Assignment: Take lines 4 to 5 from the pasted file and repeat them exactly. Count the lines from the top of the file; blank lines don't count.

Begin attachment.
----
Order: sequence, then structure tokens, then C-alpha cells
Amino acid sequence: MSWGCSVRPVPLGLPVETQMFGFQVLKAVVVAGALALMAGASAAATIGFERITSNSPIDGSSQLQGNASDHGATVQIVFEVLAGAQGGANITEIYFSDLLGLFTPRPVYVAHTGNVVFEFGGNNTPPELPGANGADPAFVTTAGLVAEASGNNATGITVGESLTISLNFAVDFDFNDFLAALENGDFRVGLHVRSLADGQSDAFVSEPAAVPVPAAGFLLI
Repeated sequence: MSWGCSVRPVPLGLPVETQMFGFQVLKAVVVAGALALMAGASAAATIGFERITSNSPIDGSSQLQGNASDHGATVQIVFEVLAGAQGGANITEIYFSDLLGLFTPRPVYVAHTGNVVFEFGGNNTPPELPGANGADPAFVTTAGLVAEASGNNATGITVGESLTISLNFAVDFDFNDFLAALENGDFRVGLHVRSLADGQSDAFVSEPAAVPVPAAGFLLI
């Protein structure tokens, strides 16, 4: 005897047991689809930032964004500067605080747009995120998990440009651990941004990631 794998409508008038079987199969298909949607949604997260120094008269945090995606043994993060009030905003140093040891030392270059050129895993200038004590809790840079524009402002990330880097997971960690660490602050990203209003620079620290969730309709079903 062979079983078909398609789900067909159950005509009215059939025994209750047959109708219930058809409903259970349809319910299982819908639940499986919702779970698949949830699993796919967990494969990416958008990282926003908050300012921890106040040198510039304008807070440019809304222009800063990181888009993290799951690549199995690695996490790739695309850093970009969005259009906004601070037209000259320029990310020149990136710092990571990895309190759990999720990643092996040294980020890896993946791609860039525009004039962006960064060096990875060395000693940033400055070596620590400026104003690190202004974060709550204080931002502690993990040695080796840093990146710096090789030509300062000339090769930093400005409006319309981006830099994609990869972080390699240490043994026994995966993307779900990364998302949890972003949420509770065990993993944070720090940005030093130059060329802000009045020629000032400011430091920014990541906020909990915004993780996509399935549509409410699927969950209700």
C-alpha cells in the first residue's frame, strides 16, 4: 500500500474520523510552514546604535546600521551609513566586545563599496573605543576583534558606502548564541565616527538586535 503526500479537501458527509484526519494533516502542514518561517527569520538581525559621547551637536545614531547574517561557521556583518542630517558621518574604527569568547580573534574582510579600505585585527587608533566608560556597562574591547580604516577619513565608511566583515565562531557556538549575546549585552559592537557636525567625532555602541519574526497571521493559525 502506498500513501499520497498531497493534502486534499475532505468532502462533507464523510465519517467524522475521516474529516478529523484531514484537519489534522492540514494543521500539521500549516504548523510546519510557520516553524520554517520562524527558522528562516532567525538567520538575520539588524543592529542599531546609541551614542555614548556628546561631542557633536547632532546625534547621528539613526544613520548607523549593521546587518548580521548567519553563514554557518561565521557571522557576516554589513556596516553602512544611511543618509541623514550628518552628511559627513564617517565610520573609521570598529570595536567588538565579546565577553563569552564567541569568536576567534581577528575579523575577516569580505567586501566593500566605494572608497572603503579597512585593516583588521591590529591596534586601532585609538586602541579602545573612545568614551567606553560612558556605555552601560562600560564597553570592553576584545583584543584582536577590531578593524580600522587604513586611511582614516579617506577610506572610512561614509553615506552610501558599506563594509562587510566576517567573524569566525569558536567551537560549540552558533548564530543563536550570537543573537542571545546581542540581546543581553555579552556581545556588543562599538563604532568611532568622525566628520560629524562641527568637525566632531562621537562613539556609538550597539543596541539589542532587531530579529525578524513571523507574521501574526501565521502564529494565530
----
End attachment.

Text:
């Protein structure tokens, strides 16, 4: 005897047991689809930032964004500067605080747009995120998990440009651990941004990631 794998409508008038079987199969298909949607949604997260120094008269945090995606043994993060009030905003140093040891030392270059050129895993200038004590809790840079524009402002990330880097997971960690660490602050990203209003620079620290969730309709079903 062979079983078909398609789900067909159950005509009215059939025994209750047959109708219930058809409903259970349809319910299982819908639940499986919702779970698949949830699993796919967990494969990416958008990282926003908050300012921890106040040198510039304008807070440019809304222009800063990181888009993290799951690549199995690695996490790739695309850093970009969005259009906004601070037209000259320029990310020149990136710092990571990895309190759990999720990643092996040294980020890896993946791609860039525009004039962006960064060096990875060395000693940033400055070596620590400026104003690190202004974060709550204080931002502690993990040695080796840093990146710096090789030509300062000339090769930093400005409006319309981006830099994609990869972080390699240490043994026994995966993307779900990364998302949890972003949420509770065990993993944070720090940005030093130059060329802000009045020629000032400011430091920014990541906020909990915004993780996509399935549509409410699927969950209700």
C-alpha cells in the first residue's frame, strides 16, 4: 500500500474520523510552514546604535546600521551609513566586545563599496573605543576583534558606502548564541565616527538586535 503526500479537501458527509484526519494533516502542514518561517527569520538581525559621547551637536545614531547574517561557521556583518542630517558621518574604527569568547580573534574582510579600505585585527587608533566608560556597562574591547580604516577619513565608511566583515565562531557556538549575546549585552559592537557636525567625532555602541519574526497571521493559525 502506498500513501499520497498531497493534502486534499475532505468532502462533507464523510465519517467524522475521516474529516478529523484531514484537519489534522492540514494543521500539521500549516504548523510546519510557520516553524520554517520562524527558522528562516532567525538567520538575520539588524543592529542599531546609541551614542555614548556628546561631542557633536547632532546625534547621528539613526544613520548607523549593521546587518548580521548567519553563514554557518561565521557571522557576516554589513556596516553602512544611511543618509541623514550628518552628511559627513564617517565610520573609521570598529570595536567588538565579546565577553563569552564567541569568536576567534581577528575579523575577516569580505567586501566593500566605494572608497572603503579597512585593516583588521591590529591596534586601532585609538586602541579602545573612545568614551567606553560612558556605555552601560562600560564597553570592553576584545583584543584582536577590531578593524580600522587604513586611511582614516579617506577610506572610512561614509553615506552610501558599506563594509562587510566576517567573524569566525569558536567551537560549540552558533548564530543563536550570537543573537542571545546581542540581546543581553555579552556581545556588543562599538563604532568611532568622525566628520560629524562641527568637525566632531562621537562613539556609538550597539543596541539589542532587531530579529525578524513571523507574521501574526501565521502564529494565530